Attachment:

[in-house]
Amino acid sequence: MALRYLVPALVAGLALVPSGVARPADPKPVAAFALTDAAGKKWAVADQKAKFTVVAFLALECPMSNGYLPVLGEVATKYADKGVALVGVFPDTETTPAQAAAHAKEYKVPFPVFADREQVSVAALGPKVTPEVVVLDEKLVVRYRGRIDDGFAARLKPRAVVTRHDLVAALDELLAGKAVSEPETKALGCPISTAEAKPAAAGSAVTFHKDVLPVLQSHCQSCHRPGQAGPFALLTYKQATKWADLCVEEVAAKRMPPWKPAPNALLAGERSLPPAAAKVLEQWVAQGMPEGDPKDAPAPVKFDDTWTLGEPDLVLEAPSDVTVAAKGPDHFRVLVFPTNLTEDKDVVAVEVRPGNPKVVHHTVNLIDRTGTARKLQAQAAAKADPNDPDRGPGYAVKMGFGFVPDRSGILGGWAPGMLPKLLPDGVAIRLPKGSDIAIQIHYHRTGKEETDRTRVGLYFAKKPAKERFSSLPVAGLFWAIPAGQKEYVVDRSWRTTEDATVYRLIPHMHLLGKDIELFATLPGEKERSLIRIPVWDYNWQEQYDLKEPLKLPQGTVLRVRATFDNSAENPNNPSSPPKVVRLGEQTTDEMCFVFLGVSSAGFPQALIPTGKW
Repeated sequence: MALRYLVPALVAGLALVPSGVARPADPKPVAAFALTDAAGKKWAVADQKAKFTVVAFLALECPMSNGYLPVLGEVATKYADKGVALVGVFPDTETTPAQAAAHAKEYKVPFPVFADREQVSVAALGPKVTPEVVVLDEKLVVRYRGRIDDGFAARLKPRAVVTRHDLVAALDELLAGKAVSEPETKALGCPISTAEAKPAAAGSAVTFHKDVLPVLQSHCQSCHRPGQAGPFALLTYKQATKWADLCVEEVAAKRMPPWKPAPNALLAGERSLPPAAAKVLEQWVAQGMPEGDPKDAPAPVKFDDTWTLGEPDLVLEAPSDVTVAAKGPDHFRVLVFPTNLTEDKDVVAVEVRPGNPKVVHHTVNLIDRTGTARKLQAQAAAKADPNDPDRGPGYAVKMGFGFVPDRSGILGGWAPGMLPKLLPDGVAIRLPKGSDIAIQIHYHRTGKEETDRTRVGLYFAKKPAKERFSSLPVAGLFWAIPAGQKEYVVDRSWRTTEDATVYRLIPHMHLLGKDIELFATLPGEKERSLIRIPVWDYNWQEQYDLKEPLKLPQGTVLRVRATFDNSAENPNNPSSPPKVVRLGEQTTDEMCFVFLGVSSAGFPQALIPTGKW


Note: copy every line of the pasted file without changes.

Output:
[in-house]
Amino acid sequence: MALRYLVPALVAGLALVPSGVARPADPKPVAAFALTDAAGKKWAVADQKAKFTVVAFLALECPMSNGYLPVLGEVATKYADKGVALVGVFPDTETTPAQAAAHAKEYKVPFPVFADREQVSVAALGPKVTPEVVVLDEKLVVRYRGRIDDGFAARLKPRAVVTRHDLVAALDELLAGKAVSEPETKALGCPISTAEAKPAAAGSAVTFHKDVLPVLQSHCQSCHRPGQAGPFALLTYKQATKWADLCVEEVAAKRMPPWKPAPNALLAGERSLPPAAAKVLEQWVAQGMPEGDPKDAPAPVKFDDTWTLGEPDLVLEAPSDVTVAAKGPDHFRVLVFPTNLTEDKDVVAVEVRPGNPKVVHHTVNLIDRTGTARKLQAQAAAKADPNDPDRGPGYAVKMGFGFVPDRSGILGGWAPGMLPKLLPDGVAIRLPKGSDIAIQIHYHRTGKEETDRTRVGLYFAKKPAKERFSSLPVAGLFWAIPAGQKEYVVDRSWRTTEDATVYRLIPHMHLLGKDIELFATLPGEKERSLIRIPVWDYNWQEQYDLKEPLKLPQGTVLRVRATFDNSAENPNNPSSPPKVVRLGEQTTDEMCFVFLGVSSAGFPQALIPTGKW
Repeated sequence: MALRYLVPALVAGLALVPSGVARPADPKPVAAFALTDAAGKKWAVADQKAKFTVVAFLALECPMSNGYLPVLGEVATKYADKGVALVGVFPDTETTPAQAAAHAKEYKVPFPVFADREQVSVAALGPKVTPEVVVLDEKLVVRYRGRIDDGFAARLKPRAVVTRHDLVAALDELLAGKAVSEPETKALGCPISTAEAKPAAAGSAVTFHKDVLPVLQSHCQSCHRPGQAGPFALLTYKQATKWADLCVEEVAAKRMPPWKPAPNALLAGERSLPPAAAKVLEQWVAQGMPEGDPKDAPAPVKFDDTWTLGEPDLVLEAPSDVTVAAKGPDHFRVLVFPTNLTEDKDVVAVEVRPGNPKVVHHTVNLIDRTGTARKLQAQAAAKADPNDPDRGPGYAVKMGFGFVPDRSGILGGWAPGMLPKLLPDGVAIRLPKGSDIAIQIHYHRTGKEETDRTRVGLYFAKKPAKERFSSLPVAGLFWAIPAGQKEYVVDRSWRTTEDATVYRLIPHMHLLGKDIELFATLPGEKERSLIRIPVWDYNWQEQYDLKEPLKLPQGTVLRVRATFDNSAENPNNPSSPPKVVRLGEQTTDEMCFVFLGVSSAGFPQALIPTGKW